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Mastering Winter Photography | Digital Photography Tutorial

Mastering Winter Photography Digital Photography Tutorial

Mastering Winter Photography Digital Photography Tutorial

Mastering Winter Photography | Digital Photography Tutorial

Mastering the art of winter photography. Photography Tips and Tricks to make the most of the cold season.

Mastering Winter Photography Digital Photography Tutorial

Mastering Winter Photography Digital Photography Tutorial

While it is currently autumn (fall) here in the UK, there is an ever present threat of wintery showers (i.e. snow) lurking in the ever colder days. The chance of snow fall is a great opportunity for photographers to make the most of virgin snowfall to make and take great seasonal (even festive) pictures.
Photographing a winter scene will bring new challenges to even the most seasoned of photographers, with conditions that sometimes make you wish you’d stayed in bed.

Here is a list of tips to make the most of photographing that sudden cold snap that brings a blanket covering of snow.

1. Preparing for Snow Photography
The first point is to make sure you are prepared. The best time to photograph a winter scene is when the snowfall is fresh. This means getting out early before the snow is disturbed and before any early morning sun burns through the haze and starts to melt the snow.

This means being prepared the night before, having your camera and tripod packed ready to go with a full battery charge. Its also worth making sure that you have warm clothes ready to put on – standing around in the cold is no fun, especially if you are waiting for that perfect moment when the sun comes up just enough to reflect some light over the snow.

Ideally if you are travelling by car to your shoot location (see point 2) it will have been garaged over night to keep the snow off it. Otherwise, its another ten minutes less in bed as you need to make sure the car is frost free before setting out. This caught me out earlier this year when I neglected to garage the car and had to spend vital time getting the car in a fit state to drive, all the while seeing the sun come up.

2. Know The Location You Want To Photograph Beforehand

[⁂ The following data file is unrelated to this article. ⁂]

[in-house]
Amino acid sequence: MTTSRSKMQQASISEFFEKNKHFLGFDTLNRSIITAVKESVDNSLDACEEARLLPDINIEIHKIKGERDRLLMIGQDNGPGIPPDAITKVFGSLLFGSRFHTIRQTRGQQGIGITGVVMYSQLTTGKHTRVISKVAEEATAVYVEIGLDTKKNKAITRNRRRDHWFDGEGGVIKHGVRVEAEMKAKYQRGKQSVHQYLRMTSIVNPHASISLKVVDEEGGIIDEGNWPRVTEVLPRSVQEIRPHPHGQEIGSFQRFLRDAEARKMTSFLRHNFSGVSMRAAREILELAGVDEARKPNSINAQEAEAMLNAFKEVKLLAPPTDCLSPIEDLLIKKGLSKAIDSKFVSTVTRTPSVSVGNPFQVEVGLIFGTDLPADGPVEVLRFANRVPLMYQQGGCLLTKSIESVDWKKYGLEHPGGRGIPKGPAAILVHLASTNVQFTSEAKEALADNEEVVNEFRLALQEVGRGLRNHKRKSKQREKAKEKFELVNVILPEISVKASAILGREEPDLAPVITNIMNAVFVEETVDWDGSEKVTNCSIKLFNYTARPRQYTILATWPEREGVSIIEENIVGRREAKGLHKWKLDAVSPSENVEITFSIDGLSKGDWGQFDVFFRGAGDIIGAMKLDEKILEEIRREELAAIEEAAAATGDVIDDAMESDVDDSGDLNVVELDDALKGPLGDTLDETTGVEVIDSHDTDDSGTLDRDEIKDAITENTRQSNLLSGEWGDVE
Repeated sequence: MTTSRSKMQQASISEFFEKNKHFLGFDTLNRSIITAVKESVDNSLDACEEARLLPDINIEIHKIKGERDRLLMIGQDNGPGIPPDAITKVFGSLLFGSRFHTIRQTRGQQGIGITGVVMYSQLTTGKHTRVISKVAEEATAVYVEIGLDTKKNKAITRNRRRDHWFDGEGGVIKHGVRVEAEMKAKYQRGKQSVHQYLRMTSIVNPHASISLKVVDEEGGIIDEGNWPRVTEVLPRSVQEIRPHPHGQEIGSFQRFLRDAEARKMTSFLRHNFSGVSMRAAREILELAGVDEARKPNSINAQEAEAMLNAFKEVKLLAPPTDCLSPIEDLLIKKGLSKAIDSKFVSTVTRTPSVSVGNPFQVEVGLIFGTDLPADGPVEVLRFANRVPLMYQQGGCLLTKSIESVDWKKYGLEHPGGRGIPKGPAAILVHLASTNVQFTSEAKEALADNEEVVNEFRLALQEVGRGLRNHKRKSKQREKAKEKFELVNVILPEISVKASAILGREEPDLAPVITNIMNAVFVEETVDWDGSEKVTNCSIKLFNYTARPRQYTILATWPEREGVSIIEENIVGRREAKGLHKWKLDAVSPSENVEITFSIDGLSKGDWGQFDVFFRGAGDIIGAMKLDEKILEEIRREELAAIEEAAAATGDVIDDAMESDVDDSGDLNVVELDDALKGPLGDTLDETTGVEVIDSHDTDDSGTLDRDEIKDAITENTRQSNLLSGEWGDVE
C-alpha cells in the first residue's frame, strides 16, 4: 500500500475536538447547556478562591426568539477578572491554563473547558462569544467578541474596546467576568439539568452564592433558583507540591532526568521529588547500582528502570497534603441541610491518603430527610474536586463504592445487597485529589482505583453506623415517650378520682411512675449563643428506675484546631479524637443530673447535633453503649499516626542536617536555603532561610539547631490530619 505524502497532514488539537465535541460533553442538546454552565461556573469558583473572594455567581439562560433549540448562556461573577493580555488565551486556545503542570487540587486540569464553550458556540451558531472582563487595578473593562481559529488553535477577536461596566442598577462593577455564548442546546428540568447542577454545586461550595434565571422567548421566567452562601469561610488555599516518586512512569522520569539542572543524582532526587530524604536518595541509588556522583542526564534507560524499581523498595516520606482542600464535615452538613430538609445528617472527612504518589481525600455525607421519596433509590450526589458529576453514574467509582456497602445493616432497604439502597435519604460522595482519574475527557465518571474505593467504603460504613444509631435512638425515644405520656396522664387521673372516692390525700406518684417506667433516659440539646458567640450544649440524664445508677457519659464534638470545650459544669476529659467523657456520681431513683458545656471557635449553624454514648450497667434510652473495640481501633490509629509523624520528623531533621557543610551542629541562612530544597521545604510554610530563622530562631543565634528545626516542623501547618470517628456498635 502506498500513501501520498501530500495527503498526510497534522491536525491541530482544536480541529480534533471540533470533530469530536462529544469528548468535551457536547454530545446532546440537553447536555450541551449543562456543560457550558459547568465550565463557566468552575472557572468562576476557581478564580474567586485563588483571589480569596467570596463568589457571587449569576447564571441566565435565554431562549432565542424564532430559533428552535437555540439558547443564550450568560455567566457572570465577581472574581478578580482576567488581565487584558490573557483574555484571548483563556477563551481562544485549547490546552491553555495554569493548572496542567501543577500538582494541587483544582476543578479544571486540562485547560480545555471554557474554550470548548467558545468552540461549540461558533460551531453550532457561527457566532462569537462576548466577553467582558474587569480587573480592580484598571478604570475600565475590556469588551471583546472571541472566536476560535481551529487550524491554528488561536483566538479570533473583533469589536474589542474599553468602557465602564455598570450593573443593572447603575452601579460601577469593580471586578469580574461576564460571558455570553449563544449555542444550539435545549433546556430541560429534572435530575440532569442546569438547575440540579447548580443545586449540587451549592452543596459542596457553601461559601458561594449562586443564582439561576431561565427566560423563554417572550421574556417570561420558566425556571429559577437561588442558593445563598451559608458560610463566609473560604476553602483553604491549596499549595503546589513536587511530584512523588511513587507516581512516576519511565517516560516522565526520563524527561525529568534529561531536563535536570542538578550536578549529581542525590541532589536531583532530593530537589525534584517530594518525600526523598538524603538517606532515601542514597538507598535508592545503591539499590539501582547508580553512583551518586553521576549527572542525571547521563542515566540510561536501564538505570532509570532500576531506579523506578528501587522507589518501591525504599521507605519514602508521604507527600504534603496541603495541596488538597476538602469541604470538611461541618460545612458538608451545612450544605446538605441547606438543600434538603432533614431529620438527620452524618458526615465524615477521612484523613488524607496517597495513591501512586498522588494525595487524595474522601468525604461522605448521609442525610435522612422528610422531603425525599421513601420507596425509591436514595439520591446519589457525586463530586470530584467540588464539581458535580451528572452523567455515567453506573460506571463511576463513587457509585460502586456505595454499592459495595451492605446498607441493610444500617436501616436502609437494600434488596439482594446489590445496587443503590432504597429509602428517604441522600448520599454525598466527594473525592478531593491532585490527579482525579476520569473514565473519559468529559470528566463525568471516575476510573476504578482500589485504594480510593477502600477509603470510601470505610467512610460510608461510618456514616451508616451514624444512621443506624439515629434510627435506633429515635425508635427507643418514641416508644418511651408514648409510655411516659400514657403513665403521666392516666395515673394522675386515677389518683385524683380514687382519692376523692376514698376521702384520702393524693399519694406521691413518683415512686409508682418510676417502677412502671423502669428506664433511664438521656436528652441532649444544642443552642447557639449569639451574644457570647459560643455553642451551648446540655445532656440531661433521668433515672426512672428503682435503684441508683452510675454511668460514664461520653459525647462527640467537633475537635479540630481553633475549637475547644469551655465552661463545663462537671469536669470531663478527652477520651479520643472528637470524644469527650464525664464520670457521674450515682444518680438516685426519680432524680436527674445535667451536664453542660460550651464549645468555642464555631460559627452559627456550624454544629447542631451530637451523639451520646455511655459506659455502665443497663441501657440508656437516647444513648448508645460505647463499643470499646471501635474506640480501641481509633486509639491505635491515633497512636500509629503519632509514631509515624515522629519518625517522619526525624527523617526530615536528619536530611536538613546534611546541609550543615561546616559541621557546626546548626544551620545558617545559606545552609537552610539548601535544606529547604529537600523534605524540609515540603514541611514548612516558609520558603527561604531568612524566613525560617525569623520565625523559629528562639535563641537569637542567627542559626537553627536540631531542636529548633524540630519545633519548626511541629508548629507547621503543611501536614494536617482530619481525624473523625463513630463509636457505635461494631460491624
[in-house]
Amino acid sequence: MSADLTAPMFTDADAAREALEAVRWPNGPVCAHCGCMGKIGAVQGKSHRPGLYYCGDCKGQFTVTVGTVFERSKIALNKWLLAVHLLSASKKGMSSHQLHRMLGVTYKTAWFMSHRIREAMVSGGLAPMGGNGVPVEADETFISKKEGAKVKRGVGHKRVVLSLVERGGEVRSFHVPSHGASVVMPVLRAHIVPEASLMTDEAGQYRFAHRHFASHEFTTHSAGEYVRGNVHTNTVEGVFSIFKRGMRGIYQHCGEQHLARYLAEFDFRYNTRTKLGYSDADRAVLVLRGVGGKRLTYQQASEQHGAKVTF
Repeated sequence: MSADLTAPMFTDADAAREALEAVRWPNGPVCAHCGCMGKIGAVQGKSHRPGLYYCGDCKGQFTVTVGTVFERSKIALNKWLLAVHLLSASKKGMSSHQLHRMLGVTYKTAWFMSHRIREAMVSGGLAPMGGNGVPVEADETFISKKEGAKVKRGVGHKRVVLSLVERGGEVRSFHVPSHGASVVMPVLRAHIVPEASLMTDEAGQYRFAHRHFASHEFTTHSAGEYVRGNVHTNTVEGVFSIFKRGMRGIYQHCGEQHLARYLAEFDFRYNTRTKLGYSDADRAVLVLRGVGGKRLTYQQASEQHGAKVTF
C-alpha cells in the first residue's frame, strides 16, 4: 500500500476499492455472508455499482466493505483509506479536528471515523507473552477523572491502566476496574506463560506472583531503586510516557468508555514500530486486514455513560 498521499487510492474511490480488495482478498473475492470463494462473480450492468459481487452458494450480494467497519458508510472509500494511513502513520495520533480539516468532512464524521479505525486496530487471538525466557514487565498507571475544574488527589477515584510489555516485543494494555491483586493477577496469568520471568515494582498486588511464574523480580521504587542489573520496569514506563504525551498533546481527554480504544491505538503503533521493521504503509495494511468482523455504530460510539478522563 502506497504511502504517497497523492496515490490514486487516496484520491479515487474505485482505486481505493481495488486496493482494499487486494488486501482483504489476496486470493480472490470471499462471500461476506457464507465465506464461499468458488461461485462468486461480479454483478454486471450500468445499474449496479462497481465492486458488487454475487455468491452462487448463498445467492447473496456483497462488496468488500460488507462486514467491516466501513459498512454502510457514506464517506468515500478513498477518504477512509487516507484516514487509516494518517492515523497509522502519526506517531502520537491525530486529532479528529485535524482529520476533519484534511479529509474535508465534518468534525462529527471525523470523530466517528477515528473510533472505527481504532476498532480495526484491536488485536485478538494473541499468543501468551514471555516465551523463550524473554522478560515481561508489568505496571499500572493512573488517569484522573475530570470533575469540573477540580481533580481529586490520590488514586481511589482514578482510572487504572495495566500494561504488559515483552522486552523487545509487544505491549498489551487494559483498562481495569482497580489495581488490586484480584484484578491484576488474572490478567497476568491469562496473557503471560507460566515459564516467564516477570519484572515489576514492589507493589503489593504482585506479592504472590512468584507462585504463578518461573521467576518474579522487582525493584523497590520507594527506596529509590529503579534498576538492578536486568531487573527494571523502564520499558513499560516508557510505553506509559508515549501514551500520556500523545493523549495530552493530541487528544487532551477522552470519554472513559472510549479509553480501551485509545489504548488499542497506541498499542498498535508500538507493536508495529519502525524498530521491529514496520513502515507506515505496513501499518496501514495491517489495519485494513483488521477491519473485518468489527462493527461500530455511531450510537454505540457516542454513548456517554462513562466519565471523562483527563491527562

If you are going out to photograph a winter scene, make sure you know before hand where you want to shoot and what the access is like.

Like alot of landscape photography, planning the location before you go, even doing a pre-site visit is vital to ensure that you are not wasting time driving round looking for something suitable to shoot. The sun here is only your friend for as long as its not burning the snow or reflecting harsh light back at your camera.

While its difficult to guess what a scene will look like covered in snow, its not impossible to get a feel for what it might look like under a thick blanket of the white stuff.

If you look at winter photography as a longer term project, you may get two or three snow cycles over the winter period which can be used to assess various locations for suitability. Even once the sun is up high and the light is no longer perfect, you can still reccy out locations to see what their potential is for the next snow fall.

Typicaly wintery scenes involve frozen stream and snow covered trees, and this sometimes means you will need to put on your walking boots and be prepared to trek away from the roads. As usual, precautions need to be taken to ensure there is no danger to both yourself and your equipement, and that you are not trespassing on someones property.

Don’t feel that your winter scene is limited to traditional rural landscapes, sometimes the towns and cities can provide opportunities to take interesting winter scenes, although they sometimes need hunting out more than rural ones.

3. Camera Setup for Photographing a Winter Scene.

Camera setup for shooting a snowy wintery scene follows the same conventions as a normal landscape photograph – i.e. use a tripod with a remote shutter release, with the camera in aperture mode to ensure you get a good depth of field. The biggest issue is that with white snow reflecting light and the sun coming up, there is a danger of over exposing everything, so make sure you compensate for this and check the histogram for blown highlights.

Use of a ND Grad filter may help calm down the whiteness of the snow and help balance the exposure, you just need to invert it to take account of the brightness coming from the ground not the sky.

4. Camera Care in the Cold.
These days most cameras are tested to work in a range of climates from very hot to very cold without to many issues. While the UK will see temperatures plummet to minus figures, it rarely drops as far below as the camera manufacturers test for. You do however need to be cautious when you first take your camera out, as a quick transition from warm to cold can lead to condensation forming on the lens.

If you are out in the field and want to swap lens, you have to be careful of getting damp into the system, and cold hands sometimes drop precious items, so don’t lose a lens in the snow by dropping it.

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